Linux is an open source operating system that runs the vast majority of the servers on the internet. It is developed and maintained by a community of volunteers, who are both dedicated as well as brilliant.
How you setup your Linux computer depends on how you’re going to use it. There are four levels of usage of any computer, and each level is cumulative.
- Casual Usage (Internet and Email)
- Workstation (Internet, Email, Word processing, Graphic Design)
- Administrator (Managing a network)
- Developer (Writing programs and creating applications)
Casual usage can easily be described as “using the computer like a type-writer with spell check and email.” At this level, the user only wants to send and receive email, check their Facebook account, search Google, and read Wikipedia. There is not much required for this type of a user. They just need a browser and an email client.
A workstation is just that: a computer designed to do work. It includes all the capabilities of the causal user, but also includes software applications that allow you to create office documents, images, and other items that can be considered work product.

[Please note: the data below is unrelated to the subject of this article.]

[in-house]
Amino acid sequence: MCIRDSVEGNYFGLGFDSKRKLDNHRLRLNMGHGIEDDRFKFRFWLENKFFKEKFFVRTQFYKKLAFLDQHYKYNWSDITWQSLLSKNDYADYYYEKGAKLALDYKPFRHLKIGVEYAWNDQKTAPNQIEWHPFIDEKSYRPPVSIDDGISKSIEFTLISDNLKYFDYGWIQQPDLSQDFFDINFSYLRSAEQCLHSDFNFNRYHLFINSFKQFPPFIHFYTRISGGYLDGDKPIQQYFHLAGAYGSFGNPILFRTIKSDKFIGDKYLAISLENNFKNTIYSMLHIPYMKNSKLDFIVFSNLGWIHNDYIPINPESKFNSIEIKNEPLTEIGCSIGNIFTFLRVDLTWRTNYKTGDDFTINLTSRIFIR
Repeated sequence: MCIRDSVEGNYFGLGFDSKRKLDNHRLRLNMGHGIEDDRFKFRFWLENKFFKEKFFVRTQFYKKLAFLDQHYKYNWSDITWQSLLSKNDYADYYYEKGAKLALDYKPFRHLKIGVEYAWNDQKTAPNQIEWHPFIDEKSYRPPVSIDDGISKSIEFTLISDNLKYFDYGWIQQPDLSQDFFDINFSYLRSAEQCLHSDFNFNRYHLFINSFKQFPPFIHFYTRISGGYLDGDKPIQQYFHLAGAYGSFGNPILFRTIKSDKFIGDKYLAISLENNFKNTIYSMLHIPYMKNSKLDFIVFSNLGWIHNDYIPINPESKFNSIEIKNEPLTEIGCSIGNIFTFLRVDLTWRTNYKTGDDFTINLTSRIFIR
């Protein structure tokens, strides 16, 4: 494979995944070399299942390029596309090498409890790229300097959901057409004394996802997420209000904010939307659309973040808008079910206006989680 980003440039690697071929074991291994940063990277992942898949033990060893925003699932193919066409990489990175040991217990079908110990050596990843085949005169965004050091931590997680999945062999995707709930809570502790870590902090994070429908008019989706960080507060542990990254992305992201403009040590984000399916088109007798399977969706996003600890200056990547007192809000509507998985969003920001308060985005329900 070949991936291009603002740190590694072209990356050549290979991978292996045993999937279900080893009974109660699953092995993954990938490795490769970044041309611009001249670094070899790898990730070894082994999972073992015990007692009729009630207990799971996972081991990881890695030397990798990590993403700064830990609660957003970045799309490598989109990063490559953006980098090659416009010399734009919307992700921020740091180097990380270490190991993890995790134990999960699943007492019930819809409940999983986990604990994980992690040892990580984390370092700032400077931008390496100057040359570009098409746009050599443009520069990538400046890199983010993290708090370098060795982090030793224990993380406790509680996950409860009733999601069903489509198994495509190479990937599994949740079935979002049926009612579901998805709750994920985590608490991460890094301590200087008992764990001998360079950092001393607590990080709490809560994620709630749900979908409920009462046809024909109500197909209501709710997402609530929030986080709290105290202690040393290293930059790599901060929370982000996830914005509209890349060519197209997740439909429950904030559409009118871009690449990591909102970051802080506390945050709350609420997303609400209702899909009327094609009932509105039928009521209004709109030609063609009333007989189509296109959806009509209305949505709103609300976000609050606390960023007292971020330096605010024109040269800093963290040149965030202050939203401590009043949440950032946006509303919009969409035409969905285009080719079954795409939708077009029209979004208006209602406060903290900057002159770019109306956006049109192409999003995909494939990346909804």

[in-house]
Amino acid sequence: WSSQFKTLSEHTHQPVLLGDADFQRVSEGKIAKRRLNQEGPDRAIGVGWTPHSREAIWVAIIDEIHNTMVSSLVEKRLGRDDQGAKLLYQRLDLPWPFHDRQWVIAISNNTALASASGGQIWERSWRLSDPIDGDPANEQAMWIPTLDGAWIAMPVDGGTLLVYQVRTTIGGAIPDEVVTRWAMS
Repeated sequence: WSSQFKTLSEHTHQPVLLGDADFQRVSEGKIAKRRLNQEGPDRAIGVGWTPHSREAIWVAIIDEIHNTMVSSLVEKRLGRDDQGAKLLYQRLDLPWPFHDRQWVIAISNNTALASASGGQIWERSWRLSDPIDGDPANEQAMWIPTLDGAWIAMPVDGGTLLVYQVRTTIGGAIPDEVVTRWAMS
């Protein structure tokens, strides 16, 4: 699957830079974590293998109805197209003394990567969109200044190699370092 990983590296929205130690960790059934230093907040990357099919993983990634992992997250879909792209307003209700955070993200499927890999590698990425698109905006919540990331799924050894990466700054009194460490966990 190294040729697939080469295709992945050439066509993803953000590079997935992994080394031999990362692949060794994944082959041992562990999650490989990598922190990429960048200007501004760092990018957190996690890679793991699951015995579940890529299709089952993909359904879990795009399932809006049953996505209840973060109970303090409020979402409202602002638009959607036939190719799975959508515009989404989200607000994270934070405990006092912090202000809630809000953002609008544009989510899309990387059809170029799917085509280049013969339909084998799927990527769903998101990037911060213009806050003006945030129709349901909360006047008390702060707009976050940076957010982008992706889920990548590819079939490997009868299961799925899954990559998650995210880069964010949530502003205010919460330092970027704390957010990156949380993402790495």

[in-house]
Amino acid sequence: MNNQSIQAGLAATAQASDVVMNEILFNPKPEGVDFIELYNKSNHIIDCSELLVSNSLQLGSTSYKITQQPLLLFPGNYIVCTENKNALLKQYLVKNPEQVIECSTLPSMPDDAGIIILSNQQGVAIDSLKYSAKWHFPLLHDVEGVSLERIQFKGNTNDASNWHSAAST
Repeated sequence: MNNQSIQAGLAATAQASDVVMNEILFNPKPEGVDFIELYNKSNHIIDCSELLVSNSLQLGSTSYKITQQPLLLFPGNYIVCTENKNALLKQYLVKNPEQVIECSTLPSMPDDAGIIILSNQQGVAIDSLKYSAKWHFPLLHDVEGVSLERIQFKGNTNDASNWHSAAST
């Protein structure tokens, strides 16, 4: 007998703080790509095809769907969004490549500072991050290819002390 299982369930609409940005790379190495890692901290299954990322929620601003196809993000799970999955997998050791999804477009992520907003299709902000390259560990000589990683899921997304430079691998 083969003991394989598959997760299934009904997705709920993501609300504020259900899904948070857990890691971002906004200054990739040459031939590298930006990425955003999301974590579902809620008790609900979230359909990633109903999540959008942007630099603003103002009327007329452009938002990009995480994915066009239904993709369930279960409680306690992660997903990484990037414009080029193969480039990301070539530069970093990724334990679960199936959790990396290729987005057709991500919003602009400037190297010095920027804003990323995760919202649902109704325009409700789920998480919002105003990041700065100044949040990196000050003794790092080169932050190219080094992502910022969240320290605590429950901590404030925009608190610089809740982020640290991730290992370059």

An administrator level setup includes all the capabilities of the casual user and the workstation, but is also designed to manage networks and servers. It includes a lot of “geek” tools that the average user will never see nor want to know about.
The final and highest level of computer setup is the developer setup. It includes all the capabilities of the other three, but also includes the tools and utilities as well as source code (called linux-headers) that are required for creating programs and applications.
What to Learn Next:
Below, you will find a list of tutorials that teach you the Linux system one building block at a time. Read and do each of these tutorials in the order they are listed below to get a jump start on working with your new Linux System.